AISIN GROUP
AISIN VIEW

President Interview

President Interview

Seeking Synergies for a Top Position in the Global Market

To achieve the functions and performance sought from motor vehicles today, such as lighter weight, cleaner exhaust gas, and lower fuel consumption, requires developing technologies from a comprehensive perspective as well as individual parts. And in order to dominate the market as the world's top brand, there are many issues to be dealt with such as business scale, development and production bases, and human resources. Rather than each company resolving these issues alone, even rivals will prefer to join forces if synergies can be reliably expected. This dynamic idea led to the business integration of Aisin Seiki and Art Metal Mfg., which recently celebrated 100 years as a specialized manufacturer of pistons.

Art Metal Mfg. Co., Ltd.
Art Metal Mfg. Co., Ltd.
■Established: December 1945 (founded 1917)
■Capital: 2,397 million yen
■Sales: 24,441 million yen
■Employees: 917
■Business description: Manufacture of pistons and piston pins for various kinds of internal combustion engines

(As of March 31, 2017)

High Technology and Reliable Quality.
A Company That Meets Every Requirement.

What was your impression of one another?

Ihara:

On April 1, 2017, Aisin Seiki (hereinafter referred to as “Aisin”) and Art Metal Mfg. (hereinafter referred to as “Art”) merged and took a new step into the future. In connection with this business integration, I visited not only Art’s head office but also their subsidiaries and overseas locations in Thailand and Indonesia, and saw for myself the strengths of this excellent manufacturer. A few years ago, an Indian company held a piston competition and I had an opportunity to see Art’s submission to it, but when I saw their development and production sites, I understood clearly why its design and casting quality was so outstanding. In addition, I realized anew that this is a company that makes good use of assets while making great products. I saw this, for example, in Thailand, where they used very old equipment effectively and improved cost competitiveness. In addition, they produce pistons not only for gasoline engines but also for diesel and motorcycles, and I am impressed with their strengths in various areas of small-volume production.

Ishihara:

The strongest impression I have of Aisin is that the entire Group pursues quality first. I also see strong motivation to take on challenges, not only in creating new products but also in generating new technologies, such as construction of a heat management system. Even narrowing the focus to pistons, they are constantly studying highly advanced processing technologies such as high-speed processing, and I think there is much that Art can learn from Aisin.

President Ihara(Aisin Seiki Co., Ltd.)

Leveraging the Strengths of Both Companies

What is the goal of the merger?

Ihara:

It was Aisin that proposed the business integration, but the driving force behind it is the need to boost competitiveness. In specific terms, first of all there’s the issue of scale of production. The global market is currently about 220 billion yen*, of which the top-share company accounts for about 58 billion yen*. Even if Aisin and Art are combined, our share amounts to about 38 billion yen, so we are still not leading the global market. (*Survey by Aisin)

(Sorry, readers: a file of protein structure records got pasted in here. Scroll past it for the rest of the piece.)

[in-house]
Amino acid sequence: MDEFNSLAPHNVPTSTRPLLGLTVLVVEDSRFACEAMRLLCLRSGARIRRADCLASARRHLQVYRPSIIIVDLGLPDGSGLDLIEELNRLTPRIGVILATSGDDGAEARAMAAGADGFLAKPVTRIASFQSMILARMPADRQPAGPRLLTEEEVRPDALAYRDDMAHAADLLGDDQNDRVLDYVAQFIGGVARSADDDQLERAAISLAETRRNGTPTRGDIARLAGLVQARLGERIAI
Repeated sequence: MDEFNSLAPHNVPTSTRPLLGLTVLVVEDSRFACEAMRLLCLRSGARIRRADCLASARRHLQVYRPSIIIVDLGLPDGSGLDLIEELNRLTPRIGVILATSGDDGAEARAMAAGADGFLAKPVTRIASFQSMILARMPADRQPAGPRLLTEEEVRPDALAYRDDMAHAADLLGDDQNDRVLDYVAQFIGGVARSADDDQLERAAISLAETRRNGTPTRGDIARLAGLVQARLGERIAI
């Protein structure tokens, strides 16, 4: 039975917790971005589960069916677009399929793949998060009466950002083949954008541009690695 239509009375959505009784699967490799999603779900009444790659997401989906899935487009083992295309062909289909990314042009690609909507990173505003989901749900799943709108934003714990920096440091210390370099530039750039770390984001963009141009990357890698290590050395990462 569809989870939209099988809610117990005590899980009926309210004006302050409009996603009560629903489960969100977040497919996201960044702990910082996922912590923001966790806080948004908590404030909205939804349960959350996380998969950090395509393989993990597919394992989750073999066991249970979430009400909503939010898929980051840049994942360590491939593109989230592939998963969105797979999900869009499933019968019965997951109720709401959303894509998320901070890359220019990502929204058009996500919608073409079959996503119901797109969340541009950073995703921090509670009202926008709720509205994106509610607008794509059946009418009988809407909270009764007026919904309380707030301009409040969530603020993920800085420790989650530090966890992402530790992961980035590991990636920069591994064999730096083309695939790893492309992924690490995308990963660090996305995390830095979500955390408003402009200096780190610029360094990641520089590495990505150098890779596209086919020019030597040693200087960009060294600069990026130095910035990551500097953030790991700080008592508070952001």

The second issue is the products we make. Aisin produces a wide variety of products, but pistons make up only a tiny percentage of our output, and these are only for Toyota gasoline engines. Meanwhile, Art makes all kinds of pistons for gasoline, diesel, motorcycle engines and so forth, but they do not deal with peripheral parts such as main engine connecting rods, water pumps and oil pumps. Looking at the global market, it is vital that we deal with this state of affairs, as other companies have been merging and so forth to develop and manufacture not only pistons but all manner of products for combustion engines.
The third motivation to strengthen global expansion. The world’s leading manufacturers have production sites all over the world. However, Aisin’s are only in Japan and the United States, while Art’s are only in Thailand, Indonesia and China. Under current circumstances we are missing Europe entirely, and we cannot cover the entire world. This stands as a major challenge for the future.
And a fourth reason for integration is the need to improve our development framework. Currently, Art has about 70 personnel engaged in development, in cooperation with Toyota, and Aisin has about 15, meaning the two companies combined have about 85. However, the world’s top manufacturers have 150 to 200 people in their development departments. From the standpoint of product and technology development, we are concerned that this gap will lead to big disparities in the future.
So, as I have been saying, when we look at scale, product range, global expansion, and resources in our development framework, neither of us can truly compete in the global marketplace alone. This is why I believed it was necessary for Aisin and Art to come together.